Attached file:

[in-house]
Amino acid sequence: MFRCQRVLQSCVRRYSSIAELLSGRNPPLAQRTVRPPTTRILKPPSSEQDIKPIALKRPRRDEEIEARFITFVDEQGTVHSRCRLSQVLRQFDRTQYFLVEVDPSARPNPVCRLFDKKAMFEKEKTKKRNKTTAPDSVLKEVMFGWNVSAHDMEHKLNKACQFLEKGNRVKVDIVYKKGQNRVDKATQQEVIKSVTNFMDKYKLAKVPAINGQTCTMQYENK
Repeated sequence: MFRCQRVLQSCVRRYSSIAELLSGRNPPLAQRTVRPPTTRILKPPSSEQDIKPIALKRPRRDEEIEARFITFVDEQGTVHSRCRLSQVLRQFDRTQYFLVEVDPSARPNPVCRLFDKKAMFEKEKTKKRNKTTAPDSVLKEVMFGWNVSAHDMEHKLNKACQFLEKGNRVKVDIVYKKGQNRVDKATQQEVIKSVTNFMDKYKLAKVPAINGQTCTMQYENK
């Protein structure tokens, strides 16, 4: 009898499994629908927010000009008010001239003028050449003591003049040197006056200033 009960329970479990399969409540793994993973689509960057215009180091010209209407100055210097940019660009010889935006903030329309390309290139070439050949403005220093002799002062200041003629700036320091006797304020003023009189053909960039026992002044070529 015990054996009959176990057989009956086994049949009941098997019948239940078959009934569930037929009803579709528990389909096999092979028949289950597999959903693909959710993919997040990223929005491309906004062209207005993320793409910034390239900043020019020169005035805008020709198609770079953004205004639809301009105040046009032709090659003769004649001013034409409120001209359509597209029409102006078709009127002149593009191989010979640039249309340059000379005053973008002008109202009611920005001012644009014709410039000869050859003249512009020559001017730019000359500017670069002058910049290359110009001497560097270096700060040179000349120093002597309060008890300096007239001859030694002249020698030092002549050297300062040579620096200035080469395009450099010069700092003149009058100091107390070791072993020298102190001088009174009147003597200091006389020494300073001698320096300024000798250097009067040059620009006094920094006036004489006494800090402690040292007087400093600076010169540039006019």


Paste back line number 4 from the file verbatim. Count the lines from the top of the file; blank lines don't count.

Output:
């Protein structure tokens, strides 16, 4: 009898499994629908927010000009008010001239003028050449003591003049040197006056200033 009960329970479990399969409540793994993973689509960057215009180091010209209407100055210097940019660009010889935006903030329309390309290139070439050949403005220093002799002062200041003629700036320091006797304020003023009189053909960039026992002044070529 015990054996009959176990057989009956086994049949009941098997019948239940078959009934569930037929009803579709528990389909096999092979028949289950597999959903693909959710993919997040990223929005491309906004062209207005993320793409910034390239900043020019020169005035805008020709198609770079953004205004639809301009105040046009032709090659003769004649001013034409409120001209359509597209029409102006078709009127002149593009191989010979640039249309340059000379005053973008002008109202009611920005001012644009014709410039000869050859003249512009020559001017730019000359500017670069002058910049290359110009001497560097270096700060040179000349120093002597309060008890300096007239001859030694002249020698030092002549050297300062040579620096200035080469395009450099010069700092003149009058100091107390070791072993020298102190001088009174009147003597200091006389020494300073001698320096300024000798250097009067040059620009006094920094006036004489006494800090402690040292007087400093600076010169540039006019």